Browse Prior Art Database

Scheduling Enhancement - Process Locking

IP.com Disclosure Number: IPCOM000118053D
Original Publication Date: 1996-Aug-01
Included in the Prior Art Database: 2005-Mar-31
Document File: 4 page(s) / 132K

Publishing Venue

IBM

Related People

Browning, LM: AUTHOR

Abstract

Disclosed is a general mechanism for scheduling threads and processes to achieve greater throughput and response time. This method is centered around the use of process locks which allow many scheduling operations to be executed in parallel.

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This is the abbreviated version, containing approximately 42% of the total text.

Scheduling Enhancement - Process Locking

      Disclosed is a general mechanism for scheduling threads and
processes to achieve greater throughput and response time.  This
method is centered around the use of process locks which allow many
scheduling operations to be executed in parallel.

      Three locks are used to serialize all scheduling
operations.  They are listed below in the order in which they can be
taken:
  o  The sleep_list lock protects global sleep lists.  For
      example, when a thread blocks on a lock, it is put to
      sleep on a list along with other threads that have also
      blocked on the same lock.  Similar lists also exists for
      device events.
  o  The process_lock lock protects thread and process state
      changes.
  o  The runqueue_lock lock protects the global runqueue.  This
      lock can be split into multiple locks if there are multiple
      runqueues, or it can even be eliminated if there are no
      cross processor runqueue operations.

      The following Figure shows how the locks are acquired, given
the major tasks that are involved in the act of going to sleep and
atomically being placed on a list.
  |-----------------------|                 <-- sleep_list
           |--------------------|           <-- process_lock
                    |---------------------| <-- runqueue_lock
  put thread on global sleep lock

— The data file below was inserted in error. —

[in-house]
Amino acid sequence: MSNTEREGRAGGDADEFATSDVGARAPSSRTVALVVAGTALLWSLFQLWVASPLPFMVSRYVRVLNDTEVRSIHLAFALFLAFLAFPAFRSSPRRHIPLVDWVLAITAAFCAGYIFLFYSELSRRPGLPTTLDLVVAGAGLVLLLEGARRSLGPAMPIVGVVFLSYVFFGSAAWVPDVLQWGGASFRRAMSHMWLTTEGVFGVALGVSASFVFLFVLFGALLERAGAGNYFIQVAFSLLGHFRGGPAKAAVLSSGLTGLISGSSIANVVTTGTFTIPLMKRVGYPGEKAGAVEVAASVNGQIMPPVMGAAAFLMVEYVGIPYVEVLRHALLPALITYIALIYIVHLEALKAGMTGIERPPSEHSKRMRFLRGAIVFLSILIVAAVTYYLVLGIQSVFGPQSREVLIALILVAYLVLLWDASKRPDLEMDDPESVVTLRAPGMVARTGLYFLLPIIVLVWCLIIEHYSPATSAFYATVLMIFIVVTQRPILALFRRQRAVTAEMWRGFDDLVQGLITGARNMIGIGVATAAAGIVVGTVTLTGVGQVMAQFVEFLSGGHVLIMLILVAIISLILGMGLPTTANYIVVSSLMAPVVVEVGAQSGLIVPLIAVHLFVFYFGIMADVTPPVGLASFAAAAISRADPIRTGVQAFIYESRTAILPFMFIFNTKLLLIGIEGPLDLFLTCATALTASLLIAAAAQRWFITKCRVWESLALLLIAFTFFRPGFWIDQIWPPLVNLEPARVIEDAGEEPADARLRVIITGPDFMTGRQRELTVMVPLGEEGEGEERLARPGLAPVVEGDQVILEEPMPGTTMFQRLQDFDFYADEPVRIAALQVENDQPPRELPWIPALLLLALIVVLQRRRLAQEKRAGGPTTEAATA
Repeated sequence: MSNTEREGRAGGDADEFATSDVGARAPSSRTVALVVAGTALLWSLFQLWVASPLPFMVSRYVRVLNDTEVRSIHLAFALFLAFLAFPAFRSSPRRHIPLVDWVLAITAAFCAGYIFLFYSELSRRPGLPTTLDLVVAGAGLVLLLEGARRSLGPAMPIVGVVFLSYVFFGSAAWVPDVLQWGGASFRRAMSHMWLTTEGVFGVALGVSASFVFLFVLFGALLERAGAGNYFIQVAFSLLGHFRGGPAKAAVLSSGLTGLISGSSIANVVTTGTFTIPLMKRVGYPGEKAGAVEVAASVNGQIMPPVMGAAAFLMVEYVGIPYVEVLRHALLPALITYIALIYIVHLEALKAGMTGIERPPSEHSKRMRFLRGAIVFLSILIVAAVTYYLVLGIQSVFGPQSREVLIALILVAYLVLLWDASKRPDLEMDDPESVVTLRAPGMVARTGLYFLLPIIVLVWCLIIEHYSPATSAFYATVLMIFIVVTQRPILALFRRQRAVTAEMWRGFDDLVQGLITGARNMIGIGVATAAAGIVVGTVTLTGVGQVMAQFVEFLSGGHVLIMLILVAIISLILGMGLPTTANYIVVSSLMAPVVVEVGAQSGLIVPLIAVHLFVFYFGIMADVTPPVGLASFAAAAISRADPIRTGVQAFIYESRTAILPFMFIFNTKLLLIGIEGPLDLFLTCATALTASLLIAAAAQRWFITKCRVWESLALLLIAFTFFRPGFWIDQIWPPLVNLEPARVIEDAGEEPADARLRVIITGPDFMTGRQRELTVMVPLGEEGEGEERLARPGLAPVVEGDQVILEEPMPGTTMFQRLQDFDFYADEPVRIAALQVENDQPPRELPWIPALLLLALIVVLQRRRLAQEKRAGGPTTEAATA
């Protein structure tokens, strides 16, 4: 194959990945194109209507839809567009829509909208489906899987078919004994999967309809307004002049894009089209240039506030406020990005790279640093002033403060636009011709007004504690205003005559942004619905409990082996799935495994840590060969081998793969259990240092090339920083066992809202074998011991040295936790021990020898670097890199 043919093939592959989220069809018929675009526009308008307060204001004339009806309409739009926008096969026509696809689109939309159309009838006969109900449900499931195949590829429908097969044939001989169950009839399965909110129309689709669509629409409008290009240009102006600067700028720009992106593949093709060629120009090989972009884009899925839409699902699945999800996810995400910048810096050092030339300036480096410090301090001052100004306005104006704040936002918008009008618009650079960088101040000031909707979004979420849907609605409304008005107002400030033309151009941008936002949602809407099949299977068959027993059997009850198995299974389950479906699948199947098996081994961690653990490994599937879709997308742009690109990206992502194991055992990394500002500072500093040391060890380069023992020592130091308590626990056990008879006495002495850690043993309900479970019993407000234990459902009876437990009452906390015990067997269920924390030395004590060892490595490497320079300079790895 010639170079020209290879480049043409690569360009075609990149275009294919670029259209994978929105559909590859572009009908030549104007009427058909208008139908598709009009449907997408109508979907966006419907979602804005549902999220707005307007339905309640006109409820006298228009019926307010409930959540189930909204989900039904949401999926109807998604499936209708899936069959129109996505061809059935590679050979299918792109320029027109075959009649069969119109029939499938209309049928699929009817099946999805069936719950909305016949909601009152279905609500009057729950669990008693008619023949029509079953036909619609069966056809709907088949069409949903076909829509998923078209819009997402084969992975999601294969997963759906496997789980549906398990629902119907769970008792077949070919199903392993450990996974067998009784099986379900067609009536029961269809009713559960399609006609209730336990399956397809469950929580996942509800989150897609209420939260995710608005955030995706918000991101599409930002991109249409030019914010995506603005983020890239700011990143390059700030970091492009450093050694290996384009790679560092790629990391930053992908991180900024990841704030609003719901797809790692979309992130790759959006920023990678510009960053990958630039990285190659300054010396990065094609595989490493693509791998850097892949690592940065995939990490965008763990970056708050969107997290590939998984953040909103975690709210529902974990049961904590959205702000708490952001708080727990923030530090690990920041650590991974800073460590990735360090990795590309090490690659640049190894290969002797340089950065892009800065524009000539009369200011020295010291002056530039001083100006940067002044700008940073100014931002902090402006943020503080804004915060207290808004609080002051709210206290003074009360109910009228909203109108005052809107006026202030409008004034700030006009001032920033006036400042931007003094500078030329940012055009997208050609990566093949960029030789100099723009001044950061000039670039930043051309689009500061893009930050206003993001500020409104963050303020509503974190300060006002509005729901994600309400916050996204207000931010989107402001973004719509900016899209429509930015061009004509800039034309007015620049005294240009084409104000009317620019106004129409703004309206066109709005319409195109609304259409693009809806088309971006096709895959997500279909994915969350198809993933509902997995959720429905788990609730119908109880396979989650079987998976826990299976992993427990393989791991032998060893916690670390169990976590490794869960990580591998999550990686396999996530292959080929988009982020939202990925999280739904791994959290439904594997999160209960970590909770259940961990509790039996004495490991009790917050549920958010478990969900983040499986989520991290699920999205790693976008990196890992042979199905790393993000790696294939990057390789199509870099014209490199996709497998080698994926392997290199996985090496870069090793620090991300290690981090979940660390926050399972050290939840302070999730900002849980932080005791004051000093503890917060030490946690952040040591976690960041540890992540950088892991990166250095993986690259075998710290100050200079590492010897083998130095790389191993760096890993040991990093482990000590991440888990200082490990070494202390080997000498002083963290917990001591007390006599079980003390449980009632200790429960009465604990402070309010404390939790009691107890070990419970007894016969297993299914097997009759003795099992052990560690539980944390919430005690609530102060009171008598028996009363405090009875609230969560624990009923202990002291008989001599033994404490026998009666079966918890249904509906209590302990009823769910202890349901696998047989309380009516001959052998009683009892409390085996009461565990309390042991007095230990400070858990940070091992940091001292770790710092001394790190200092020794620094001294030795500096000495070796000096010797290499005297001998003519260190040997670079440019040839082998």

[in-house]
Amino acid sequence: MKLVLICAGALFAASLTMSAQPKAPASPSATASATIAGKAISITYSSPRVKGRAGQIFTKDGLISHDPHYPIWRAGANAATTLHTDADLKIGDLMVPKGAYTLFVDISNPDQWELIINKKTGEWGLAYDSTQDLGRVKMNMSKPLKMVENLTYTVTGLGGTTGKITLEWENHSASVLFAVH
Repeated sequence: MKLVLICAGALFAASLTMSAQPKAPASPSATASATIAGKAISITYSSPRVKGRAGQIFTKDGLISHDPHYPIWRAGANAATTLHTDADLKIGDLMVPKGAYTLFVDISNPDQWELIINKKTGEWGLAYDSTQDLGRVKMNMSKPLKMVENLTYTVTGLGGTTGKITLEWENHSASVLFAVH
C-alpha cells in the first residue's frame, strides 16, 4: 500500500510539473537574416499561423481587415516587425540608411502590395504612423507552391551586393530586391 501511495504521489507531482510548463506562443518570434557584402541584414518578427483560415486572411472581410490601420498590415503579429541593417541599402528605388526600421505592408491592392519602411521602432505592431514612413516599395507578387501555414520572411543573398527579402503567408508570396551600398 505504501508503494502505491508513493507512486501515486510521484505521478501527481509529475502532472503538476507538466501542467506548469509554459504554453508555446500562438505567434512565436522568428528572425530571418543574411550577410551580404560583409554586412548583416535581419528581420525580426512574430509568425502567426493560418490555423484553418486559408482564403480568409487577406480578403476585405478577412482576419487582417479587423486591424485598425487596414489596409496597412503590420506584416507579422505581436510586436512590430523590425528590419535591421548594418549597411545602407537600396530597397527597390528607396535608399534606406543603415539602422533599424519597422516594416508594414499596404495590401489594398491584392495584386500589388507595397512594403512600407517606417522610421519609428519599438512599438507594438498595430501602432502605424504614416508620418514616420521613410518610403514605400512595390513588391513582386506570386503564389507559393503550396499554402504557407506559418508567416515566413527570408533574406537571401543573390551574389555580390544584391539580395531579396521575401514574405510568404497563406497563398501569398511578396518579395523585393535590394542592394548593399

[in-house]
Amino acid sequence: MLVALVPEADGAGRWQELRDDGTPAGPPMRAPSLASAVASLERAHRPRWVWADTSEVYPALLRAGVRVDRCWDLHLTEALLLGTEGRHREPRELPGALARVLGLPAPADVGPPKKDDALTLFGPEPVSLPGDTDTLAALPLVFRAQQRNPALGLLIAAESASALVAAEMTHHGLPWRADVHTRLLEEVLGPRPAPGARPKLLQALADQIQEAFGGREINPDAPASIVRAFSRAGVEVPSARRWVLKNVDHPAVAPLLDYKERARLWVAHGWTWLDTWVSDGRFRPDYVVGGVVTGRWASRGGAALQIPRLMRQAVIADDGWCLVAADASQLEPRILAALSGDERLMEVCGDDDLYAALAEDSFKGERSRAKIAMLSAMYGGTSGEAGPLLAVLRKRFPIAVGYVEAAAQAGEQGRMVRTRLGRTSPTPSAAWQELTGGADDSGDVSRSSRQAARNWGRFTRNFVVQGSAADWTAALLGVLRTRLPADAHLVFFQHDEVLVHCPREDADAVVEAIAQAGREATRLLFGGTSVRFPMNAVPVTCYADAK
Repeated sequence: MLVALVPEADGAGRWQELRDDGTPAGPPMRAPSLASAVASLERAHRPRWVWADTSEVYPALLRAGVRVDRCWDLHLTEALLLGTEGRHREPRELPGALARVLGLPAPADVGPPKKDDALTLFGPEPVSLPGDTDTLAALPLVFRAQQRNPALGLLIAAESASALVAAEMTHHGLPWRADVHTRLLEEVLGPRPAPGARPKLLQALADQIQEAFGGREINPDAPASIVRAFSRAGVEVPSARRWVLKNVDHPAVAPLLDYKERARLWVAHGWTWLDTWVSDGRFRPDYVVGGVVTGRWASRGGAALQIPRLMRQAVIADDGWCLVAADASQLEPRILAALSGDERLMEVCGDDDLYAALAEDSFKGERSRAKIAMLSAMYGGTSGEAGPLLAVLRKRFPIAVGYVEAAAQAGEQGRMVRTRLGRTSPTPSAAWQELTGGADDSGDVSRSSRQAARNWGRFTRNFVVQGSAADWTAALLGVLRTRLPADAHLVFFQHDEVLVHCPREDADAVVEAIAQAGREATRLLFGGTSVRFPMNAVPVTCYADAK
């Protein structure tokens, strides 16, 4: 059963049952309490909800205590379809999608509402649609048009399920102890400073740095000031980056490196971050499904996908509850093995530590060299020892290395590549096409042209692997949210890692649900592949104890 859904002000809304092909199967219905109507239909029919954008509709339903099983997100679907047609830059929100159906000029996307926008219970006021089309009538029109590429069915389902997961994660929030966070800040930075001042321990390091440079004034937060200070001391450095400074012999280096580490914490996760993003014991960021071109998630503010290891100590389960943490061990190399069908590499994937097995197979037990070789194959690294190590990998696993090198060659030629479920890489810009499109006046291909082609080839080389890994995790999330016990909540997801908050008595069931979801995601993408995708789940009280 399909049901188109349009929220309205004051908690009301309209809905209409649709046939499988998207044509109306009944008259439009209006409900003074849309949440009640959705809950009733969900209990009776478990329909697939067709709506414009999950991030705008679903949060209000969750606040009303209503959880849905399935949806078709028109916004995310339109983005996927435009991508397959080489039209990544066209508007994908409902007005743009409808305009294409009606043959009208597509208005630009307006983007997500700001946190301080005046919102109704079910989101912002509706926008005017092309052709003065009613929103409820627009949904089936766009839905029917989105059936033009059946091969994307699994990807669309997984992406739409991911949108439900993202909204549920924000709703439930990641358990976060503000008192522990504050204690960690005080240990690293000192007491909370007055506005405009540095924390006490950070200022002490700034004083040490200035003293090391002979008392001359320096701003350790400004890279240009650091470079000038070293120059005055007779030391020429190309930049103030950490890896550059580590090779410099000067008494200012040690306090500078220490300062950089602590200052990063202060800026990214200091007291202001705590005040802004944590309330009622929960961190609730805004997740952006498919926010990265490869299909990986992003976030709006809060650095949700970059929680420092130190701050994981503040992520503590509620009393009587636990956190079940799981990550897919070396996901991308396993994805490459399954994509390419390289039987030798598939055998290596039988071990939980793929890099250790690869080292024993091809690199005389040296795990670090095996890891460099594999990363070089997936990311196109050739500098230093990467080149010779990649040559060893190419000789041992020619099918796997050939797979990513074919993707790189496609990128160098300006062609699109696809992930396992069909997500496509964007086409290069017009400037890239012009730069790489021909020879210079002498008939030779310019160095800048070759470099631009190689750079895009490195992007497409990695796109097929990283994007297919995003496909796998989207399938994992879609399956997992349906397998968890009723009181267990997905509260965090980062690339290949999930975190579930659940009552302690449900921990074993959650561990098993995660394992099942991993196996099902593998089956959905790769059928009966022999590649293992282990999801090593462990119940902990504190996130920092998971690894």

change state of thread and save registers
                               dispatcher chooses another thread to
run.

      These locks are acquired in an overlapping fashion, when
putting a thread to sleep on a global list, and thus guarantees that
a context switch will take place.  It is not necessary to fully
overlap these locks, but it greatly simplifies the code, since
situations such as "almost asleep but just woken" can be avoided.

      The primary benefit of process locking is not that list based
sleeps are handled more efficiently, but rather that non-list based
sleeps can be processed in parallel, assuming that separate processes
are involved.  For example, it is very common for a particular thread
to wait for a bit to be posted.  This paradigm is used when an event
is intended for a single thread as opposed to a group of them.  This
strategy is often used to notify a thread that it should proceed with
some task as opposed to the more general notion of resource
availability.

      For the event bit based sleeps, the process lock is taken,  the
thread  state is changed, its registers are saved, and the dispatcher
is called.  The corresponding wakeup operation acquires the process
and the  runqueue locks.

The following Figure shows the general wakeup strategy.  Here the
locks are fully nested:
  |---------------------------------|  <-- sleep_list
   for each thread on the s...